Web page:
In the leadup to the election, I was feeling increasingly more and more stressed to the point I could often barely focus. This was already an issue for my physical reading anyway for the last four years, and especially during COVID when I could no longer go read in my favorite coffeeshops for a few hours on Sunday and Saturday mornings. So I needed something that was light, but not too light, and had something energetic and hopeful to say.
So I picked this up to read for the first time in probably 25 years. Obviously going back to something like this is risky because a beloved childhood favorite can hurt your feelings in a few different ways: what’s if its racist? Sexist? Homophobic?
What if it’s bad?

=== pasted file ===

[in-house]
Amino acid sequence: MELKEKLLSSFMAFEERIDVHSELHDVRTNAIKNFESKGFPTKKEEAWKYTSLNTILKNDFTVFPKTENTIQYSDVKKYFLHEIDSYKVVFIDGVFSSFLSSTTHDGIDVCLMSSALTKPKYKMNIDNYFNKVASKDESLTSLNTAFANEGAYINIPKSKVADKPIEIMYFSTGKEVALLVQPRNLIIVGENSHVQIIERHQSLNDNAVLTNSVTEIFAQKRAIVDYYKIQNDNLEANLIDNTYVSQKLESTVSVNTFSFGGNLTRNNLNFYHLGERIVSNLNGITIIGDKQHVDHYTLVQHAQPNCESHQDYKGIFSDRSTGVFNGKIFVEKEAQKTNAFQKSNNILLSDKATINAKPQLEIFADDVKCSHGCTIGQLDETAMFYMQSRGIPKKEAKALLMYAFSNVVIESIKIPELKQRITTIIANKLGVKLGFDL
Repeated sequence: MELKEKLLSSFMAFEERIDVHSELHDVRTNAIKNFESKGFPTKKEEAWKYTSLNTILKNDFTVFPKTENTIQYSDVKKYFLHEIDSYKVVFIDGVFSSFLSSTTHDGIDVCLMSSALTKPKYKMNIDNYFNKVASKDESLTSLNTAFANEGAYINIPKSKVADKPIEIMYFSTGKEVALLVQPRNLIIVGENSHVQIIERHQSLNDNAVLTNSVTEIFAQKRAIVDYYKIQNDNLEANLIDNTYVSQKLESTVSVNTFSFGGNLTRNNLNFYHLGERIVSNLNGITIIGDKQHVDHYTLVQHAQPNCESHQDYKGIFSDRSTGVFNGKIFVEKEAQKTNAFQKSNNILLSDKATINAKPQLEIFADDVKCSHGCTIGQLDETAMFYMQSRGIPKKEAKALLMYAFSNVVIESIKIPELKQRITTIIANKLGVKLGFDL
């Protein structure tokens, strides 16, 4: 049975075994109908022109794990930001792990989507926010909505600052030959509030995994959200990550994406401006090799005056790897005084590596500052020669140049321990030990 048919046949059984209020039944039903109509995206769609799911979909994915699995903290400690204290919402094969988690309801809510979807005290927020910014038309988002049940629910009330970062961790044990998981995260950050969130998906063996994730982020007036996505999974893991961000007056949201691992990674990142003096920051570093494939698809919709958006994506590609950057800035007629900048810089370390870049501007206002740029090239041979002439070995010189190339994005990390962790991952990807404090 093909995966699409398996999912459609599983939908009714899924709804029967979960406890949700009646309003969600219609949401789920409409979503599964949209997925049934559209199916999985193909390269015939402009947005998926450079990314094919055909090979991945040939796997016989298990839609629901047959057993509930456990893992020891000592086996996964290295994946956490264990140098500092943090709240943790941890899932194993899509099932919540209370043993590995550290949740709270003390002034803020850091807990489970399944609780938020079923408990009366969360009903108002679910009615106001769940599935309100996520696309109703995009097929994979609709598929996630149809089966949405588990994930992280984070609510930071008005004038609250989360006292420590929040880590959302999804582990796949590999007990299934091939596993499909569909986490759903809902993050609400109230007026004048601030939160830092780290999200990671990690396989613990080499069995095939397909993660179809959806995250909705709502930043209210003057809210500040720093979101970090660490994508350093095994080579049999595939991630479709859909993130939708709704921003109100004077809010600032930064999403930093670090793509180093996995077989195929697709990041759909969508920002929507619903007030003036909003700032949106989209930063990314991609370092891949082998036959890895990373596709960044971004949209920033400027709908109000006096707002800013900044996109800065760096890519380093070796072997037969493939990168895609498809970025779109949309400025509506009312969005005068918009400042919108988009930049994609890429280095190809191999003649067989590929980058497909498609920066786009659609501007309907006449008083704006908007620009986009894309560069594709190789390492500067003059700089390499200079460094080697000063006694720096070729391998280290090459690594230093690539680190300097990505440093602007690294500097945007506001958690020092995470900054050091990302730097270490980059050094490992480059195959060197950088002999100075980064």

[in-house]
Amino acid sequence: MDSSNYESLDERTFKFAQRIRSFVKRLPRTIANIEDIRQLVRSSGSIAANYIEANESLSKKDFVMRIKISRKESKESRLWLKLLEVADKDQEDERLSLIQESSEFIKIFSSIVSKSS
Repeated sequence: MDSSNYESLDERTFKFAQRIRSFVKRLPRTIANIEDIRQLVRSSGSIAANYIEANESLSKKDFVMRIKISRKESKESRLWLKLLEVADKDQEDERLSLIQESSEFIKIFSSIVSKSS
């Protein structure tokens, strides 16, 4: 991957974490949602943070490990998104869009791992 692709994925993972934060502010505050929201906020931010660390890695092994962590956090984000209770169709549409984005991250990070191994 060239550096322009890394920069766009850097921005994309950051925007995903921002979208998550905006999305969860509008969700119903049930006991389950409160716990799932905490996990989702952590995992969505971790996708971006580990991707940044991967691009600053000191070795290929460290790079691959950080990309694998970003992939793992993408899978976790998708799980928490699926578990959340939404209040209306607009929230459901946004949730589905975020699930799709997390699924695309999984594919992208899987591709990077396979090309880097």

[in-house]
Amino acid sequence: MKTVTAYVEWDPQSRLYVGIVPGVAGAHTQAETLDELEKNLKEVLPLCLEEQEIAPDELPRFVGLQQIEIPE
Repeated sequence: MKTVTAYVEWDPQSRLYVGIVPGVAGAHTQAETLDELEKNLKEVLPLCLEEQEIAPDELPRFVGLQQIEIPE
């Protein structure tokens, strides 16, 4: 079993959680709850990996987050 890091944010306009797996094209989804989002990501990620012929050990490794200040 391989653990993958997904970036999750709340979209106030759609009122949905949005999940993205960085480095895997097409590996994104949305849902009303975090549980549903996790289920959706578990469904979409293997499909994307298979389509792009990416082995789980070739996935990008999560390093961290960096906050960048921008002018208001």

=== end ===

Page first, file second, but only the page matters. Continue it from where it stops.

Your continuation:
It’s luckily not any those things. Bill Watterson has the sense of humor of a devilish but heartfelt middle school science teacher. His jokes border but rarely cross over onto corny, and they’re almost never cruel or offensive. They’re insightful and incisive, and most importantly, kind. Calvin crosses lines, obviously, but not Bill Watterson. Sometimes Calvin’s treatment of Susie is a little suspect, but it’s oddly mostly not. He’s a character, and so his antics can be chalked up to that. And the love and kindness of Hobbes, who is the definition of avuncular, as far as tigers go, follow suit. It’s a lot of book and needs to be paced, especially as many many of the jokes are variations of themes (in the mode of Goldberg, rather than repetitive), but it was right for the 1980s (the dad election jokes are especially wonderful), and for now.